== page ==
More than a sacred holiday - or even a secular display of holly, jolly cheer - Christmas is a blank slate for expressing hopes, dreams and stinging disappointments.
Nothing makes that point more clearly than holiday music. For every "White Christmas" and "Deck the Halls," there's a "Christmas Eve Can Kill You" or a "Dear Santa (Bring Me a Man This Christmas)" to set the record straight.
The heavy rotation of standard Christmas ditties on AM/FM radio hardly reflects the bounty of offbeat material available to those seeking an aural tonic for holiday excess. In genres ranging from Klezmer to hardcore, the annual festival has inspired a profusion of twisted covers, risque parodies, and musical barbs aimed at politics and strife, popular culture and the usual chasm between real life and delusion.
The wealth of Christmas music you'll never hear while shopping at K-mart also proves that artists far from the mainstream have mined the holiday's maudlin, ironic and zany qualities with bracingly skewed results. By the time the annual frenzy of peace, goodwill and presents reaches its climax, "Christmas at K-mart" by Root Boy Slim and the Sex Change Band or "Santa Baby" by Eartha Kitt just may win a musical smackdown with Burl Ives or Bing Crosby.
It's "the soundtrack to your dysfunctional family holiday," says Dan Turner, who programs an annual mix of "holiday music songs, oddball parodies and rock covers of holiday classics," for XM satellite radio's Special X-Mas broadcast channel.
"So many of us look back and have memories of Dad who had too much cheap whiskey, and Mom who had one too many Valiums, the turkey got burned and one aunt's kisses lasted just a moment too long," Turner says.
Comedy "is a major building block of the Special X-Mas channel, but so is lounge music, kitsch, hillbilly, doo-wop, odd, rare, interesting or just plain bad [music]," says Turner, also senior vice president of programming operations at XM.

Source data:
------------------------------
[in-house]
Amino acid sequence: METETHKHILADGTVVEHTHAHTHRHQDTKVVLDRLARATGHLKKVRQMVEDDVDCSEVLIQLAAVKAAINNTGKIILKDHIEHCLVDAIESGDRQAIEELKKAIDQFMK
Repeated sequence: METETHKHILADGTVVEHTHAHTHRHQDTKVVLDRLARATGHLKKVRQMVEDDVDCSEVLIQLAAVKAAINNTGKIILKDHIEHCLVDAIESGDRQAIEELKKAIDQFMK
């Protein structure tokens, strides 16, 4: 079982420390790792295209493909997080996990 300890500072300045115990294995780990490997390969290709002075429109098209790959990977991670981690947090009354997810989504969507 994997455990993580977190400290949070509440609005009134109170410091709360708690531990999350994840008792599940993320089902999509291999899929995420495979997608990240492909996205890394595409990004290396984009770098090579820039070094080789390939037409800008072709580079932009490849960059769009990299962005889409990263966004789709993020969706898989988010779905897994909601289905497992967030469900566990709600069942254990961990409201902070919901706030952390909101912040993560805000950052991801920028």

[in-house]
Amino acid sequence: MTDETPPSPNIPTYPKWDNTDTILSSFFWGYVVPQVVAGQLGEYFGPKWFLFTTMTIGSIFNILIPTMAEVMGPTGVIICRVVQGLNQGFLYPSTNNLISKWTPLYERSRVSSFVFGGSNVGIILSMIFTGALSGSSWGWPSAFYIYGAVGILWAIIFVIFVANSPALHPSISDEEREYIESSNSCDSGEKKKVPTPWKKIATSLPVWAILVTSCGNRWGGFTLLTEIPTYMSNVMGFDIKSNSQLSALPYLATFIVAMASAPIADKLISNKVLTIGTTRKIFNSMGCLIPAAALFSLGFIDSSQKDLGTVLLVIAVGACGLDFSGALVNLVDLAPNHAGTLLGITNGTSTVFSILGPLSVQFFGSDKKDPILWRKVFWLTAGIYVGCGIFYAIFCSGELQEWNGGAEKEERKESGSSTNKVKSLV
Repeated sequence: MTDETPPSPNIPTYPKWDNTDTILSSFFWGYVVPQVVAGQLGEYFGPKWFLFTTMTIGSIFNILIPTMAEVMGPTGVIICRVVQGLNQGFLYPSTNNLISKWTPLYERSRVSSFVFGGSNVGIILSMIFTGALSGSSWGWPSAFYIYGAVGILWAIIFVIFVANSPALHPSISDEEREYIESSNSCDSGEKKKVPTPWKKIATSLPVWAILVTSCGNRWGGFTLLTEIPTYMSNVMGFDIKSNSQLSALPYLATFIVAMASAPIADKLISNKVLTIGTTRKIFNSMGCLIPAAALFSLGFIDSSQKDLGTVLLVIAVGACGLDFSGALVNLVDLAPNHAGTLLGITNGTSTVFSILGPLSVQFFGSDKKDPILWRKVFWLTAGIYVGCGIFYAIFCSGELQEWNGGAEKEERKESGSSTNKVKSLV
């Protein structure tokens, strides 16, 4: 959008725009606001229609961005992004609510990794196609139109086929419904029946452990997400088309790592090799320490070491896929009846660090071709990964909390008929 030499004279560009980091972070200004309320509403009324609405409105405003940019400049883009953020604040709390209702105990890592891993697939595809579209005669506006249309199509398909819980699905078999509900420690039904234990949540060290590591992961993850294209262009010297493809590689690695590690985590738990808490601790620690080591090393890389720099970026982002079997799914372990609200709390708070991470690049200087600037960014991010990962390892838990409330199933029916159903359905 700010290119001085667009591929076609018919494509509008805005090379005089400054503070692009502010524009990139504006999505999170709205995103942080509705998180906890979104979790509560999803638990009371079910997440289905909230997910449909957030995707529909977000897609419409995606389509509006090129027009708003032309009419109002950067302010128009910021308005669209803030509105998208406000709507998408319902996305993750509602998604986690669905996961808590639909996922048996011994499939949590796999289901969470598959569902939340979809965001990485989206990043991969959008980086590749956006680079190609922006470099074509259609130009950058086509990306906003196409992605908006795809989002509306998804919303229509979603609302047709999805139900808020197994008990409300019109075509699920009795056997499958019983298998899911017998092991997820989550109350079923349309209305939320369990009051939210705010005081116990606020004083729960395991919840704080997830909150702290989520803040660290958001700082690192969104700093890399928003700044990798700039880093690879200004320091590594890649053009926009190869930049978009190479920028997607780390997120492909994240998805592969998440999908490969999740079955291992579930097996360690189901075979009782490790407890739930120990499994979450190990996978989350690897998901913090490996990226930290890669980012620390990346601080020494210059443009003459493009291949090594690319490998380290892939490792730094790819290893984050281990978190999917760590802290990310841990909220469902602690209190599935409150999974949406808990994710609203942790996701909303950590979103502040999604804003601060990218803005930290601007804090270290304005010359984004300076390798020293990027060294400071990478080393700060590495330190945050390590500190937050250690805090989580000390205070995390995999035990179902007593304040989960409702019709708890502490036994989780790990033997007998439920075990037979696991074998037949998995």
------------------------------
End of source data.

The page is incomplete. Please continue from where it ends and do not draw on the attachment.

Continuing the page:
License to stem the yuletide allows listeners to "hear the Christmas Jug Band doing 'Daddy's Drinking Up Our Christmas Money,' followed by Ernie Stubbs' 'Merry Texas Christmas to Y'All' next to Weird Al doing 'The Night Santa Went Crazy,' then [cult jazz musician] Esquivel's 'White Christmas' and then close it out with the Pogues' 'Fairytale of New York,' " Turner says. "The idea is to sonically surprise and challenge folks at every corner ... and some surprises aren't always nice."
Novelty Christmas songs like the Singing Dogs' version of "Jingle Bells," or profane interpretations of old chestnuts serve the trickster's role in alleviating the season's intense social pressures. "It's a time when everybody's warning you to be good, and you desperately want to be bad," says Jasen Emmons, curatorial director at the Experience Music Project in Seattle.
"The fun thing about these songs is that you start with sleigh bells and you're anticipating a cheerful holiday song and suddenly it jumps the tracks, and you're run over by a reindeer," says Emmons, referring to the 1979 novelty "Grandma Got Run Over by a Reindeer" by Elmo & Patsy.
"In some ways, the novelty songs are a way of throwing snowballs at the whole idea of Christmas," Emmons says. "It's the Grinch with a good sense of humor."
As incendiary as they may be, subversive Christmas carols fulfill a social purpose, just as their glossier counterparts do. While no performer's repertoire seems complete without a Christmas album, holiday music often circumnavigates crass commercialism, says Eric Weisbard, a Los Angeles-based music authority whose next book is about Guns N' Roses. "The funny thing about Christmas songs is that they are closer to folk music, or standards," Weisbard says. "We sing them together, so they are a bit outside the typical consumer culture idea of a hot new product every season. The last one I heard that seemed revolutionary was [from] Run-DMC!"
In his recent book, White Christmas: The Story of an American Song, Jody Rosen notes that the 1942 holiday ballad by Irving Berlin was the first in a "new canon of holiday pop tunes, that, seemingly instantly, had acquired cultural stature on par with Handel's Messiah, traditional Christmas hymns, and 19th century secular carols like 'Jingle Bells' and 'Deck the Halls.' "
Well before Bing Crosby crooned "White Christmas," though, jazz, country, rhythm and blues and other American roots artists recorded their own Christmas music, Turner says. "Actually, there always has been a comedic and bawdy kind of approach," he adds.